The prime minister's 'repeated attacks' on workplace health and safety measures 'are irresponsible and dangerous,' the union representing Health and Safety Executive (HSE) inspectors has warned. Commenting after David Cameron's 5 January resolution to a business audience that his government would 'kill off' health and safety, Prospect said two recent reviews commissioned by the government had concluded the existing system worked. The latest, headed by Professor Ragnar Löfstedt (Risks 534), reported late last year with the professor concluding: 'I have neither seen nor heard any evidence to suggest that there is a case for radically altering or stripping back current health and safety regulation.' Prospect health and safety officer Sarah Page commented: 'Unfortunately, the prime minister seems determined to ignore the findings of his own advisers and play fast and loose with the facts in a way that can only be harmful to the health of millions of British workers.' Unite general secretary Len McCluskey denounced David Cameron's 'callous and out-touch' comments. 'Strong health and safety regulations to protect workers, and the right to hold employers to account should be central to a modern and civilised society,' he added. 'David Cameron and his coalition government are dragging this country backwards. The government should be doing everything possible to protect the health and safety of workers in this country, not undermining it.' Mick Whelan, general secretary of the train drivers' union ASLEF, said: 'It is a sad reflection on our society that the words 'health' and 'safety' can be mocked by our prime minister. These are not dirty words. It is the basic mark of a civilized society that people should be protected from death and injury - and this must apply equally to the work environment as anywhere else.'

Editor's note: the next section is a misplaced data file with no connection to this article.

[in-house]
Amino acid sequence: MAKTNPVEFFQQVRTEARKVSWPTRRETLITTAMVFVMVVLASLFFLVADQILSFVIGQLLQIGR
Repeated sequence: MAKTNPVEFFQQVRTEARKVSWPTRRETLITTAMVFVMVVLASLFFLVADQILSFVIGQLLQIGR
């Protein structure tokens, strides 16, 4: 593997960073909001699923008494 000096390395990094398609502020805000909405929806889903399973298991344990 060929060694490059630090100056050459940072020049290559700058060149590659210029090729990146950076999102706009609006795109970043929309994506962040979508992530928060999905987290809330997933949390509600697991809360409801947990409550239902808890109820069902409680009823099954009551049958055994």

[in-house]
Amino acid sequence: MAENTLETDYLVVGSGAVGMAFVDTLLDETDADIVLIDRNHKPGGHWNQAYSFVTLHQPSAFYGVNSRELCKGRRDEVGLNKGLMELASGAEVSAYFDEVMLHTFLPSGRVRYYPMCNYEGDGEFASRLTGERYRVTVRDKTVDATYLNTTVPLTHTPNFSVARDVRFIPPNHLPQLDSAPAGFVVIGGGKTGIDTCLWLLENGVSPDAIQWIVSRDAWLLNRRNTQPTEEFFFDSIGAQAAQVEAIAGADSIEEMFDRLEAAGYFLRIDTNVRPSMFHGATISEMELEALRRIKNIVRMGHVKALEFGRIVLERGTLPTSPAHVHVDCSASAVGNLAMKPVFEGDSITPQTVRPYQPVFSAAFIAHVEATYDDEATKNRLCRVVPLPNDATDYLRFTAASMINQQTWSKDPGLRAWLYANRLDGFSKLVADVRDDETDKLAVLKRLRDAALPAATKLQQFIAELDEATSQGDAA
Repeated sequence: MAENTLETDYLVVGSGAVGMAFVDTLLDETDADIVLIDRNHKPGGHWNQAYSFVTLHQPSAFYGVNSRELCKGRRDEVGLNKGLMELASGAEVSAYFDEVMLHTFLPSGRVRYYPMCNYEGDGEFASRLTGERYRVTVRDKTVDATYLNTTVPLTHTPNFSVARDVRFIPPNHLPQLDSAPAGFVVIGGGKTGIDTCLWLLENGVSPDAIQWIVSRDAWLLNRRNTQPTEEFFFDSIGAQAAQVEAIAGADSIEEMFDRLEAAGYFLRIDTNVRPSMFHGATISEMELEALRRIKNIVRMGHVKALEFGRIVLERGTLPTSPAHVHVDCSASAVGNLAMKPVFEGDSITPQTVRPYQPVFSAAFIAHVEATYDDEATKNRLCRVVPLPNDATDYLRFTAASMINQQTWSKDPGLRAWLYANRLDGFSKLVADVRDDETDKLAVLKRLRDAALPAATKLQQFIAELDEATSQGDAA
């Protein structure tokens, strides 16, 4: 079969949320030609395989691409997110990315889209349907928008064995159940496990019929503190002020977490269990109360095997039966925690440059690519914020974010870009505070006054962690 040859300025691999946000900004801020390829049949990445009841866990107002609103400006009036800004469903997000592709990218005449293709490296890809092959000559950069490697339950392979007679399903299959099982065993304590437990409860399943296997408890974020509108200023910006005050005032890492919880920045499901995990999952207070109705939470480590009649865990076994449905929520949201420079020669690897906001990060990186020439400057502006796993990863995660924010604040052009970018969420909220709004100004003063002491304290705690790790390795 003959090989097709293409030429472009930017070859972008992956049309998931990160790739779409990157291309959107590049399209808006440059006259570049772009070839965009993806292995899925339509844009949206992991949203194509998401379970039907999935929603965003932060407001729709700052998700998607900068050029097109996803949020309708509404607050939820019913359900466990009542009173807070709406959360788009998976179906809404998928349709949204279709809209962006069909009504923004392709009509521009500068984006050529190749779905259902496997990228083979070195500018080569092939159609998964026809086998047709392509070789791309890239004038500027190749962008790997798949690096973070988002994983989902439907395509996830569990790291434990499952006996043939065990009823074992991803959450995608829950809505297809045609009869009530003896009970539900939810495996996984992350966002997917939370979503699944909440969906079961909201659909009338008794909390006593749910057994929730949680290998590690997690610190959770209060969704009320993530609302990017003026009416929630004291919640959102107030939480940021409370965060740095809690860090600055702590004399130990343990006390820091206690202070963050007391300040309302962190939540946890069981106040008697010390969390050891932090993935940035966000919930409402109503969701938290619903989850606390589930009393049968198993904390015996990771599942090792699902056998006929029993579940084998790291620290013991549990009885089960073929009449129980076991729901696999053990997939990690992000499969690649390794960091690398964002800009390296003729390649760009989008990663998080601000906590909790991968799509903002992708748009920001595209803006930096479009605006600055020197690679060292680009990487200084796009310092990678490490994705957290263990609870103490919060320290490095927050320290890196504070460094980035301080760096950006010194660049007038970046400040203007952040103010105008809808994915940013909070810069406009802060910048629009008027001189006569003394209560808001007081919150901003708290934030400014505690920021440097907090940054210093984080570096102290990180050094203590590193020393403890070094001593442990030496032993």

The scaffolding industry is calling for tighter safety regulations. In a move which calls into question government claims that industry sees safety regulations as a 'burden', the National Access and Scaffolding Confederation (NASC) wants an amendment to the Work at Height Regulations to require licensing of scaffolders. Last year's Lofstedt report called for a review of these regulations by 2013. The trade body wants the rules tightened so that a stipulation workers are 'competent' is replaced with the term 'qualified'. A similar licensing system is already in operation in the gas industry. NASC says it has informed the government of its concerns about the current wording of the law which it believes is 'ambiguous and open to interpretation.' A NASC letter calling for a new scaffolder licensing requirement in the work at height regulations notes: 'The work at height industry, including scaffolding can demonstrate clearly and accurately that an individual is 'qualified' by virtue of the fact that he has completed suitable training. The aptitude of the scaffolder to continue to carry out his/her skilled works is also challenged every five years to ensure continued compliance.'